I recently received a voicemail message from a former patient (whose son I had also treated) asking if I practice a specific proprietary, trademarked, and well-publicized technique. I responded via email, and then realized that this response could have been written a dozen or so times over my previous 17 years as a therapist, so I ought to just make a generic letter regarding all such techniques:
I hope you and your family are doing well. ____ is a proprietary treatment approach that incorporates very good marketing resources, with very expensive tools and educational materials, and is a treatment technique very similar to many other techniques that have been used for dozens of years, if not for centuries.
Despite the hype, _____ has yet to demonstrate it’s effectiveness as a technique above and beyond other techniques. I just checked their website and found a list of published case studies, most of which were single case studies. That means that as a “new” treatment, it was published with the data from only ONE patient that was treated using the technique.
Although they tout a presentation they put on at a_________ meeting, that research has yet to be published in a peer-reviewed journal. There is no date regarding what year the presentation was made, but it looks to have been quite some time ago.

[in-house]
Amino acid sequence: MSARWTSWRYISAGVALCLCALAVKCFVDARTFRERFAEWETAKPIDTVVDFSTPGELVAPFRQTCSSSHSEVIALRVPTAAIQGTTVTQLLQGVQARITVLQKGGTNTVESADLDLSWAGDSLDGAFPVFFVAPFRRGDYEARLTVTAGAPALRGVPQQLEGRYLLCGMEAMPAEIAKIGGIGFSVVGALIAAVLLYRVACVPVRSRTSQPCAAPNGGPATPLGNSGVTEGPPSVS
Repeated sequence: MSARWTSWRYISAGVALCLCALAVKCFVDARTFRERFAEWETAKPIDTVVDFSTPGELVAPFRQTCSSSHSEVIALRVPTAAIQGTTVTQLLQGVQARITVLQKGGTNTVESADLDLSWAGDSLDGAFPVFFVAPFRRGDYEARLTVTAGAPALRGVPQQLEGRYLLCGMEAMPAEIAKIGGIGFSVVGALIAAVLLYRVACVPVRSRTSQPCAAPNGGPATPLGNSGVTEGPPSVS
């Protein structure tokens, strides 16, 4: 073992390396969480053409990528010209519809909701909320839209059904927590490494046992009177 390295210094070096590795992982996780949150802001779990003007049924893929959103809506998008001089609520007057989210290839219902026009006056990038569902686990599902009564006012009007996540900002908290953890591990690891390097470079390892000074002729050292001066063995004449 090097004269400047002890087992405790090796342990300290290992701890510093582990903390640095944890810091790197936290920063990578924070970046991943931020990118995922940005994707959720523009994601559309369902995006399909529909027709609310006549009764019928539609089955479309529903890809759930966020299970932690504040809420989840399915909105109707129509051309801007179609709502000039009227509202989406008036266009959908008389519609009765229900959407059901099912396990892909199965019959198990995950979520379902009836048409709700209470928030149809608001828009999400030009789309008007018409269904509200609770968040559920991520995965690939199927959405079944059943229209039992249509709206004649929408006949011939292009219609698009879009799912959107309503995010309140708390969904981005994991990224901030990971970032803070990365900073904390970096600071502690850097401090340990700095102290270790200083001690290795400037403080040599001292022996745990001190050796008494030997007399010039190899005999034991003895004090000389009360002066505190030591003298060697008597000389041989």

They have an effectiveness chart for ______ that looks very impressive, but again, it does not compare the effectiveness of their technique to any other treatment. In the fine print it also states that their outcomes include other treatments, with _______ being ONLY A PORTION of the total treatment.
Their site also references research studies that only mention _______ in passing, as a “new” or “alternative” technique for a particular problem, as if mentioning it in a publication is evidence of effectiveness.
The same treatment techniques have been taught to physical therapists (including me) for decades, but without the same expert marketing panache and expensive accessories.
The generic term for this kind of treatment is _________ and it does has proven effectiveness in very limited circumstances, however, may times, based on scientific evidence and experience, I select a technique that results in fewer visits or less expense for the patient.
Hope this clears some things up. Some healthcare providers are sold on the latest and greatest technique, only to move on to the next new thing a few years later. I wish they would reference scientific literature to inform their choice of treatment, or simply find a therapist whose judgement they trust. Unfortunately, many therapists have simply given in, and pay exorbitant fees for this certification so that they can advertise that they provide a technique, even if it’s known to be ineffective. It’s simply a marketing decision.
So….call me to ask if I can treat a particular problem, and ask me my opinions of the technique. Allow me to use my best judgement and the most current information, and I can give you the best outcomes possible. If things are not working out as planned, I have several “alternative” tricks up my sleeve as well that may be helpful, and I can route you to the person who can ultimately solve your problem if I cannot.